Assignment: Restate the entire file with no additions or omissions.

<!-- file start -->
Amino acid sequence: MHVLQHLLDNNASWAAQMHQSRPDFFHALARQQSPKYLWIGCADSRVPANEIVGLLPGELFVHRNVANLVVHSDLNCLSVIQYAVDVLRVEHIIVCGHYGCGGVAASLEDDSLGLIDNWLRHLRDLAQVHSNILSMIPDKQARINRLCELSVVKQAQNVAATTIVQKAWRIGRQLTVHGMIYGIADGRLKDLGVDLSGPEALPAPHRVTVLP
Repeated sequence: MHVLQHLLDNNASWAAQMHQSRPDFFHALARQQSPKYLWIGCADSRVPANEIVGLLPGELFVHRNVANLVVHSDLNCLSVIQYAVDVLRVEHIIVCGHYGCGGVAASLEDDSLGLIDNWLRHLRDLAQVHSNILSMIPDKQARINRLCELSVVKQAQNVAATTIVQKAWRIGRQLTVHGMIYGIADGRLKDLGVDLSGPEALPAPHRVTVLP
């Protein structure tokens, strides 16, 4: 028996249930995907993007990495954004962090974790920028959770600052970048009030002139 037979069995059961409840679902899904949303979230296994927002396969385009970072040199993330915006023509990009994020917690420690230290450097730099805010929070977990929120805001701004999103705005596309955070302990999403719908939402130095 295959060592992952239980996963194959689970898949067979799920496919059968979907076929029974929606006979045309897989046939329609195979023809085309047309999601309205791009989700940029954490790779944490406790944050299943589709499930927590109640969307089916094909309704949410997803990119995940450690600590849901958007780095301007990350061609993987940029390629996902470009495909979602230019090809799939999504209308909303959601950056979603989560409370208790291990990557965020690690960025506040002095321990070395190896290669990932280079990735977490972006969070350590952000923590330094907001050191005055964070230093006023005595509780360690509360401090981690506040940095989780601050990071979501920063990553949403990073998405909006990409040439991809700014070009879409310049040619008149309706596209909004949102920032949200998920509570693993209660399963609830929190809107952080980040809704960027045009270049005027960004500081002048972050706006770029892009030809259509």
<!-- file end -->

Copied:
Amino acid sequence: MHVLQHLLDNNASWAAQMHQSRPDFFHALARQQSPKYLWIGCADSRVPANEIVGLLPGELFVHRNVANLVVHSDLNCLSVIQYAVDVLRVEHIIVCGHYGCGGVAASLEDDSLGLIDNWLRHLRDLAQVHSNILSMIPDKQARINRLCELSVVKQAQNVAATTIVQKAWRIGRQLTVHGMIYGIADGRLKDLGVDLSGPEALPAPHRVTVLP
Repeated sequence: MHVLQHLLDNNASWAAQMHQSRPDFFHALARQQSPKYLWIGCADSRVPANEIVGLLPGELFVHRNVANLVVHSDLNCLSVIQYAVDVLRVEHIIVCGHYGCGGVAASLEDDSLGLIDNWLRHLRDLAQVHSNILSMIPDKQARINRLCELSVVKQAQNVAATTIVQKAWRIGRQLTVHGMIYGIADGRLKDLGVDLSGPEALPAPHRVTVLP
């Protein structure tokens, strides 16, 4: 028996249930995907993007990495954004962090974790920028959770600052970048009030002139 037979069995059961409840679902899904949303979230296994927002396969385009970072040199993330915006023509990009994020917690420690230290450097730099805010929070977990929120805001701004999103705005596309955070302990999403719908939402130095 295959060592992952239980996963194959689970898949067979799920496919059968979907076929029974929606006979045309897989046939329609195979023809085309047309999601309205791009989700940029954490790779944490406790944050299943589709499930927590109640969307089916094909309704949410997803990119995940450690600590849901958007780095301007990350061609993987940029390629996902470009495909979602230019090809799939999504209308909303959601950056979603989560409370208790291990990557965020690690960025506040002095321990070395190896290669990932280079990735977490972006969070350590952000923590330094907001050191005055964070230093006023005595509780360690509360401090981690506040940095989780601050990071979501920063990553949403990073998405909006990409040439991809700014070009879409310049040619008149309706596209909004949102920032949200998920509570693993209660399963609830929190809107952080980040809704960027045009270049005027960004500081002048972050706006770029892009030809259509």